- Adult Fiction (Thriller, Mysteries, Horror, Crime)
If I’m in the mood I love to read these. Much like YA, I look to be entertained while reading these books. I need to have GREAT characters; engaging, rich characters full of life. I need to have a plot and it needs to be paced well. If you give me all those, it’s a 5 star read. With these they have the tendency to be described as “I COULDN’T PUT IT DOWN” and that’s one of the best compliments you can give because that tends to be the book’s purpose. These can be fun and rather theatrical but regardless they become best sellers because they are addictive and encompass the fun of reading. They are also very movie-adaptable because often times they read like a movie.
- Adult Fiction – Romance
Adult romance HAS to be judged within its own category because comparing it to something like Shakespeare is laughable. The central glue in adult romance is the chemistry of the characters. This is based solely on feels, you need to feel the love story in order to decide if it’s a 5-star romance read. Because of it, it’s a bit subjective. I might love the bantering couple while you prefer the friends-to-lovers angle. I might like raunchy sex scenes you might enjoy more subtle ones, for romance it’s all a matter of preference – because of this I seldom look at ratings and more at synopsis of a book because it might give me a better idea if I will enjoy the book or not. These often come in companion series which is a popular thing for a writer of romance to do.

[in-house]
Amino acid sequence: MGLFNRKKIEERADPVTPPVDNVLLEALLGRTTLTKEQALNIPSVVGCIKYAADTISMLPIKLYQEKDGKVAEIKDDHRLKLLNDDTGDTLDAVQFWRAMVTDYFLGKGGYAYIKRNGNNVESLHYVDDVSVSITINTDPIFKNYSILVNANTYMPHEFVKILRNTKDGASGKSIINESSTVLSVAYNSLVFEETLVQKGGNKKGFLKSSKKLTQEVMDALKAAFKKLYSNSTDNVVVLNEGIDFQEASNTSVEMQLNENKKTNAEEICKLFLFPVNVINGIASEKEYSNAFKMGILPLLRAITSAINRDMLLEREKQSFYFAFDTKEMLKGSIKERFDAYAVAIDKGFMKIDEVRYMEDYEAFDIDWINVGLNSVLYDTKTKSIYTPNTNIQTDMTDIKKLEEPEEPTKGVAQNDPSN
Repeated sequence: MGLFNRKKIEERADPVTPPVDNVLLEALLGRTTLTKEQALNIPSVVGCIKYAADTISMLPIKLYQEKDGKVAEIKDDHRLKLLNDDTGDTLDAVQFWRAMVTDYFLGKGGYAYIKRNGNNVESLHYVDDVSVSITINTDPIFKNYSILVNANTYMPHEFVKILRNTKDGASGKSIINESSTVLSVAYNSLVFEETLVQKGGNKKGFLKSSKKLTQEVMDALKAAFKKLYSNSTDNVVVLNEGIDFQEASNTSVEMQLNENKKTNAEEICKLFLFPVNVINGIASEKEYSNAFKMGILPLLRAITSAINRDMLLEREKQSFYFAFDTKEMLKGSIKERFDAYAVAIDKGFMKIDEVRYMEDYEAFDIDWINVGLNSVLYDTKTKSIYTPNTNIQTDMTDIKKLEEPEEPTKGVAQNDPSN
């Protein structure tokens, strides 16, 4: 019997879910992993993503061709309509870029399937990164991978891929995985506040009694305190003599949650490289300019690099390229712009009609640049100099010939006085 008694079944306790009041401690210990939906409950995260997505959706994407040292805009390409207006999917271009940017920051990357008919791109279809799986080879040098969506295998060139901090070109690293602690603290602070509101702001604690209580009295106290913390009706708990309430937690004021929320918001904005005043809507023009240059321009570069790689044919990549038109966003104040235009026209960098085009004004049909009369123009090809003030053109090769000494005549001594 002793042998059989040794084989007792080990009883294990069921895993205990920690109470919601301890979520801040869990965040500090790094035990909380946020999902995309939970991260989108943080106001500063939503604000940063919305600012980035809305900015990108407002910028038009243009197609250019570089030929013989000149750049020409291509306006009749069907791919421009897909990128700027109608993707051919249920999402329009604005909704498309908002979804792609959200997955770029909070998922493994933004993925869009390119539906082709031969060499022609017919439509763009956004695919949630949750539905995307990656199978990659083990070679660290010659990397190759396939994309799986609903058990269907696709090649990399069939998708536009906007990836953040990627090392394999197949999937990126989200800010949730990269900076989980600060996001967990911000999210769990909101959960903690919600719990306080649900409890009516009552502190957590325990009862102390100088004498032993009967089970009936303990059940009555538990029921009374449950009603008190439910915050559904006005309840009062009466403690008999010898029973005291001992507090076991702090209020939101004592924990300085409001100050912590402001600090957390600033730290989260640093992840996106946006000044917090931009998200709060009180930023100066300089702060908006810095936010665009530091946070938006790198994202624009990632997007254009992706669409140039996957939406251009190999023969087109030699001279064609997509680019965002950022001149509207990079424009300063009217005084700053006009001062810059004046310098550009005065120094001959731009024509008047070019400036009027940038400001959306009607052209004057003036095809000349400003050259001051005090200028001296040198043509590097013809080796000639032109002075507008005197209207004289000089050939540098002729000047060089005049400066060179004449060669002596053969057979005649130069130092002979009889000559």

- Adult Fiction – Fantasy, Sci-Fi and Paranormal
There’s so many sub-genres in this category but overall I tend to judge these together. So in this very fun genre we have a wide spectrum – we have sci-fi magical realism that read like literary works and we have urban fantasy that reads like YA fic but overall I think if you’re asking me to suspend belief and you’re aiming at adults, you have to come to bat. So I’m actually harsher on these than I am with YA of the same topic. I need strong characters that are compelling and engaging, I need developed plot with the right pacing and I need above-average writing that shows thought process. If you’re giving me a trilogy or a series I need it to be cohesive. One of my biggest pet-peeves with these books are series that are not plotted out from the beginning and one can usually notice as the books go by, when book 9 in a series is coming out you know it’s time to quit, this ain’t Days of Our Lives.
This is my least picked up genre but I do like to read biographies. I do own a lot of reference books for my writing and other hobbies but these are not books I sit down to read. What I look for in a non-fiction is engagement. I need to be entertained to your story. Not everyone who has a story has the talent to tell the story and a well-crafted story is imperative to my enjoyment. I also only read about people who are interesting to me. I’ve read a lot of old Hollywood biographies and a few historical figures that I find enchanting. Because of this, the rating for this is purely feeling, but overall I look to walk away from your book with a feeling of having looked at the world through different eyes, that makes a 5 star read in Non-fiction for me.
- The Classics
I do not like reading classics so you will seldom see me rating them, if I have rated them is because I had to read them for class and based on my memories if I enjoyed it or not will determine their rating. However, I do believe they fall in their own category and there’s people who are very passionate about reading these and they develop their own rating systems for them because it’s hard to compare Cervantes to Stephen King.